I have been debating whether or not to even write about this yet…I’m worried it may be bad luck. But I will proceed, whilst knocking on wood.
We have gone five days without a seizure for the first time since the first week of August. In the last two months Ez has averaged more than two seizures a day. She has had as many as 13 in one day (that we know of, although we suspect that she has also started a new seizure that we’ve not been counting because it is quite subtle). It has been total hell. I cannot even begin to explain the kind of fear we have been living with…the kind that consumes all of your thoughts, keeps you tied to your house, and wakes you in a sweat at night. For weeks I could not leave Ezzy in room alone for even a few moments.
We are pretty sure Ezzy has been having seizures since this time last year. They became undeniable events in late December. We have been treating them with several medications since the spring. She has tried five drugs so far. She has had serious allergic reactions to two of them. Another one appears to have done nothing. We are still waiting to see how the fourth medication pans out. The fifth seems to work well but is not a long-term solution as it builds a tolerance over time, is habit forming, sedates her, and runs the risk of slowing her heart rate and breathing. We will be starting a new sixth drug as soon as possible…a replacement for the one we know that works.
The funny thing about anti-convulsants–and by “funny” I mean horribly frustrating–is that the need to be titrated up and down in the system very slowly in order to avoid shocks to the system. SO, this means that Ezzy is currently taking a cocktail of three, soon to be four, drugs, all in various points of being lowered or raised. A great deal of time and energy goes into discussions of and implementation of these drug changes. I’ll admit I get confused sometimes at the order and amounts of each drug…so I always double check the nine doses of various meds she gets throughout the day.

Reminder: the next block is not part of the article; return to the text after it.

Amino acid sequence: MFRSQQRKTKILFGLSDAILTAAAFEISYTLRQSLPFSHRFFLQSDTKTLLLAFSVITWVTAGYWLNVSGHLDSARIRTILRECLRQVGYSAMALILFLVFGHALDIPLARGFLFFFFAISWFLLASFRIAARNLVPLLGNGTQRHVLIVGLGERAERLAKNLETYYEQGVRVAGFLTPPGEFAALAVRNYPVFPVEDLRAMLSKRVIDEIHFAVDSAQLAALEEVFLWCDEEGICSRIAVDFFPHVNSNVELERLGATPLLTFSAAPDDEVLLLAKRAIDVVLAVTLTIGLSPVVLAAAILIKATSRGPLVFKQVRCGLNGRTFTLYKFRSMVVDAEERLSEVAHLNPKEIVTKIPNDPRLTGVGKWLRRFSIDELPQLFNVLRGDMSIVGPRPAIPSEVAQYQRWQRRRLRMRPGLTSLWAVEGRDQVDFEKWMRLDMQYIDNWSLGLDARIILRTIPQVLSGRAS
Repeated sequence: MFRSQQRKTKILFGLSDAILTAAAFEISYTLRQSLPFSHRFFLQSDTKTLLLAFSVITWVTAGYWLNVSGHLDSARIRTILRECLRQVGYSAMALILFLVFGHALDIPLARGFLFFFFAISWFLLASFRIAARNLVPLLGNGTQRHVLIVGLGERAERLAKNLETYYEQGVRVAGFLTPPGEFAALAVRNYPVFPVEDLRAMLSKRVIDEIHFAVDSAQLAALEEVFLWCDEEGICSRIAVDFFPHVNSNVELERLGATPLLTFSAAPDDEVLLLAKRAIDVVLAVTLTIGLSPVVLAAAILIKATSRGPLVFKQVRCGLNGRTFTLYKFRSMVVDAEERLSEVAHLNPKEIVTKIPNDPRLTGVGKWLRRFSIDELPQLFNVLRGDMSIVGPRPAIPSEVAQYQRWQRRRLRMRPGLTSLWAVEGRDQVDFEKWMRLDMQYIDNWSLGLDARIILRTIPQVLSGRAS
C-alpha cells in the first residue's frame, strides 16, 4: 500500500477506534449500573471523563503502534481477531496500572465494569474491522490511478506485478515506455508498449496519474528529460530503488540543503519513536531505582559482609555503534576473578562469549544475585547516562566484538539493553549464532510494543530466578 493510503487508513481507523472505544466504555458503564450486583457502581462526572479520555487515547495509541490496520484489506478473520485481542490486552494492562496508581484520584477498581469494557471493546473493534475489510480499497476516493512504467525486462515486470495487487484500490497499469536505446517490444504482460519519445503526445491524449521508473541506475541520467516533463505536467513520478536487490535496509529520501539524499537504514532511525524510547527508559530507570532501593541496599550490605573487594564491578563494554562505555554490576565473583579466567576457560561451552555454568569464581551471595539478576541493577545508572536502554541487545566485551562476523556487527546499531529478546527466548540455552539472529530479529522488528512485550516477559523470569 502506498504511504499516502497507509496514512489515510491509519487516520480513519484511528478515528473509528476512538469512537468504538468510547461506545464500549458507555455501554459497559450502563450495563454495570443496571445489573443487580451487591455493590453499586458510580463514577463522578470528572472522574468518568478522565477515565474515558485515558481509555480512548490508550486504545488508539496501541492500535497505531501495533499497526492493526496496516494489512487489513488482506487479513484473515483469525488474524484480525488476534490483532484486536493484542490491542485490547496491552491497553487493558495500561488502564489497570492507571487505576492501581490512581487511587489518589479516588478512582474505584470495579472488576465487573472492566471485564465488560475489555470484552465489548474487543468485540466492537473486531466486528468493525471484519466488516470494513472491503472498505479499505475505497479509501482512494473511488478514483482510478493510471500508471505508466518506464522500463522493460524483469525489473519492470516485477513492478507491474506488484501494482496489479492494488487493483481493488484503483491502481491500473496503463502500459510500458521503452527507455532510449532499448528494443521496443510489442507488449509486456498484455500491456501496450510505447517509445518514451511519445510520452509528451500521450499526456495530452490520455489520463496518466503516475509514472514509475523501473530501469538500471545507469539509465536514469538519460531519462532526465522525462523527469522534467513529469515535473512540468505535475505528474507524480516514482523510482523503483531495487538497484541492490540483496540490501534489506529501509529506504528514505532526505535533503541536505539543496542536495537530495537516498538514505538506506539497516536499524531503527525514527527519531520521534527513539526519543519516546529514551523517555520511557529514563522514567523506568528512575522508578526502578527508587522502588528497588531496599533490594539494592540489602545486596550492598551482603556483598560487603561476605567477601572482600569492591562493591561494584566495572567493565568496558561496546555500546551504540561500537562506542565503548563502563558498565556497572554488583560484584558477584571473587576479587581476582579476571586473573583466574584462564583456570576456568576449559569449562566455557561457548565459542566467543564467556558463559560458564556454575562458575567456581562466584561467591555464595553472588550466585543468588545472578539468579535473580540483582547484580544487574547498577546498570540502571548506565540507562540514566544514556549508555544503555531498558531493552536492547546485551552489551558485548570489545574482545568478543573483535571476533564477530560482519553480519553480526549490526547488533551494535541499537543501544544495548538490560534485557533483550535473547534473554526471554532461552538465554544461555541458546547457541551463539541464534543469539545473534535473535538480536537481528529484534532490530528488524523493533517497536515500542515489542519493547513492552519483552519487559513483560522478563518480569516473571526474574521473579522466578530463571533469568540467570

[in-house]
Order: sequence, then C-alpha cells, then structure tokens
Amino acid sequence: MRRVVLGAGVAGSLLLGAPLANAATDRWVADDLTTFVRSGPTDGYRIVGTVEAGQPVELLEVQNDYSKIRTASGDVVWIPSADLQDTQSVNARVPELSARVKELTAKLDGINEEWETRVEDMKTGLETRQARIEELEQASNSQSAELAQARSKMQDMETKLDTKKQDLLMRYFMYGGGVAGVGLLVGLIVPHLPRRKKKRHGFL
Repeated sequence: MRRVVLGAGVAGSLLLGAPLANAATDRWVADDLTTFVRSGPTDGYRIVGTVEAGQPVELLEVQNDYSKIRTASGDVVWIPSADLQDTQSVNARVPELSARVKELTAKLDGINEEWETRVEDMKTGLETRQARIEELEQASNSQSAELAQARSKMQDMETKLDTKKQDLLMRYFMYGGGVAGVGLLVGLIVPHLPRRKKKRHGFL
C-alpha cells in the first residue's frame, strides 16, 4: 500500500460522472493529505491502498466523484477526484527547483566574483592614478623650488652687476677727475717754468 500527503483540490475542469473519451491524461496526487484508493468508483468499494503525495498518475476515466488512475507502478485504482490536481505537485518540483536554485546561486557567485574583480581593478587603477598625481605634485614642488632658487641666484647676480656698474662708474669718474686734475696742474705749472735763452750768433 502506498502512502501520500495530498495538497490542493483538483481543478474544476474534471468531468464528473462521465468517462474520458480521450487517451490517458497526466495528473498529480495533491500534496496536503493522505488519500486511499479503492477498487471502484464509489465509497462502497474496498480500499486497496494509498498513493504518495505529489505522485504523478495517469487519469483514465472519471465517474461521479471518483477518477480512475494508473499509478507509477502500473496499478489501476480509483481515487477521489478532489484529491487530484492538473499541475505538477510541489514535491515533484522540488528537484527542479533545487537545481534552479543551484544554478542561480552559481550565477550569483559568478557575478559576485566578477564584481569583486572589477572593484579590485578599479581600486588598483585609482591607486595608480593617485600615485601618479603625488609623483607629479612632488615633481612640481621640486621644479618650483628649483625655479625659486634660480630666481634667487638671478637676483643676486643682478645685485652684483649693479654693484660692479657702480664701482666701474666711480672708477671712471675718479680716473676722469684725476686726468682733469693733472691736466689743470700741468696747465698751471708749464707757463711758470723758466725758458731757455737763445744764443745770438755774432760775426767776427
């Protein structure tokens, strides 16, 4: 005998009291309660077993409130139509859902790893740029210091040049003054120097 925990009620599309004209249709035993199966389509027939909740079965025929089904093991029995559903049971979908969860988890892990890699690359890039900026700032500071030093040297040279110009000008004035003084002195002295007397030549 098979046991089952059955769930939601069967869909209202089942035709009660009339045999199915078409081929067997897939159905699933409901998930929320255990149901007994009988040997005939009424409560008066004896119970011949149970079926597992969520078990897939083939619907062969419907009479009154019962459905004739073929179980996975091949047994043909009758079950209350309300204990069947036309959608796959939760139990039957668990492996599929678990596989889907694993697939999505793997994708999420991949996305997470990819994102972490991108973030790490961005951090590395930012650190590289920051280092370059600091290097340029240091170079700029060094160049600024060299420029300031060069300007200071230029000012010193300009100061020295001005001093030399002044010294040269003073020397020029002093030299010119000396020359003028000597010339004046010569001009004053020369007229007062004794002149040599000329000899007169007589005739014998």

In this pause between seizures that seems to have spread out forever–a pause, mind you, that is less than our typical pause between regular clusters just two months ago–I still find myself jumping when Ezzy’s head bobs down or when I feel a change in tension in her body. But it has been less and less like this every day. Instead, I find myself replacing that anxiety with sadness. It sounds weird to say but I think it is a reaction to the relaxation. My need to be “on it” one hundred percent of the time has decreased to our previous baseline. I can relax a little bit, and I am finally feeling the result of the stress. And I am so sad…so sad that she has had to go through the last two months.
I don’t know when the next seizure is coming. I know enough to know better than to think we’ve beaten them, although I suppose it is a possibility. I expect that we might just be returning to our old baseline: a cluster of 2-10 seizures one day out of seven. This sounds like such a relief. A cluster once a week seems pretty goddamned manageable right now.
But I must say, in true Ezzy form, she has weathered the last two months far better than any of us. Her therapists keep remarking that most children, even children without delays like Ezzy’s, would be expected to plateau or backslide developmentally after so many seizures and so much time being unwell. But not Ez. She is making gains. Yes, GAINS. How she does it I will never know. But, she is standing in her exersaucer for longer and longer. She can even spin and bounce in there. She is picking with purpose between pictures of two different items…as in “Which is the picture of the horse?” This means that her ability to communicate using pictures is really developing. She is, as always, smiling and laughing…all the time.
I know I should take her lead and embrace my relief as happiness. And I do, to an extent. I am so happy to spend time working with her on play rather than reacting to seizures. But my heart is feeling so heavy. I can’t be hopeful that this won’t happen again. I can’t get over the fear that the last two months has harmed her. I can’t stop carrying her oxygen everywhere we go….just in case.
I can’t stop thinking about the blue and limp baby she turns into with her worst seizures.